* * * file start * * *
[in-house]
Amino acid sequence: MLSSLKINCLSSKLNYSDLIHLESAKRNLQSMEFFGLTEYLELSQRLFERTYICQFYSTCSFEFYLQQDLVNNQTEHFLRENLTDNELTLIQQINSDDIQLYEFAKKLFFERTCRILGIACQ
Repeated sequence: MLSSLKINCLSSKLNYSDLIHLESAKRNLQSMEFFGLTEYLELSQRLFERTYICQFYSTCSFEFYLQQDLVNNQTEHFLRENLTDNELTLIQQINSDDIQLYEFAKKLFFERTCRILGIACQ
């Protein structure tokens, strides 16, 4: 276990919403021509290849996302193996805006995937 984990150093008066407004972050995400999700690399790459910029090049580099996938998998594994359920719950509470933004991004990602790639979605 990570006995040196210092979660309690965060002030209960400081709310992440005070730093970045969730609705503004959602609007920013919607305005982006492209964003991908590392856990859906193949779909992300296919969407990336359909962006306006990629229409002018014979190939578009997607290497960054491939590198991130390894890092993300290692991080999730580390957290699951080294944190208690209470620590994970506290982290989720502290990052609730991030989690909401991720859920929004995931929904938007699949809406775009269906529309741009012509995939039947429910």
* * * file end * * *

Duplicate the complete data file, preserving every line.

[in-house]
Amino acid sequence: MLSSLKINCLSSKLNYSDLIHLESAKRNLQSMEFFGLTEYLELSQRLFERTYICQFYSTCSFEFYLQQDLVNNQTEHFLRENLTDNELTLIQQINSDDIQLYEFAKKLFFERTCRILGIACQ
Repeated sequence: MLSSLKINCLSSKLNYSDLIHLESAKRNLQSMEFFGLTEYLELSQRLFERTYICQFYSTCSFEFYLQQDLVNNQTEHFLRENLTDNELTLIQQINSDDIQLYEFAKKLFFERTCRILGIACQ
């Protein structure tokens, strides 16, 4: 276990919403021509290849996302193996805006995937 984990150093008066407004972050995400999700690399790459910029090049580099996938998998594994359920719950509470933004991004990602790639979605 990570006995040196210092979660309690965060002030209960400081709310992440005070730093970045969730609705503004959602609007920013919607305005982006492209964003991908590392856990859906193949779909992300296919969407990336359909962006306006990629229409002018014979190939578009997607290497960054491939590198991130390894890092993300290692991080999730580390957290699951080294944190208690209470620590994970506290982290989720502290990052609730991030989690909401991720859920929004995931929904938007699949809406775009269906529309741009012509995939039947429910």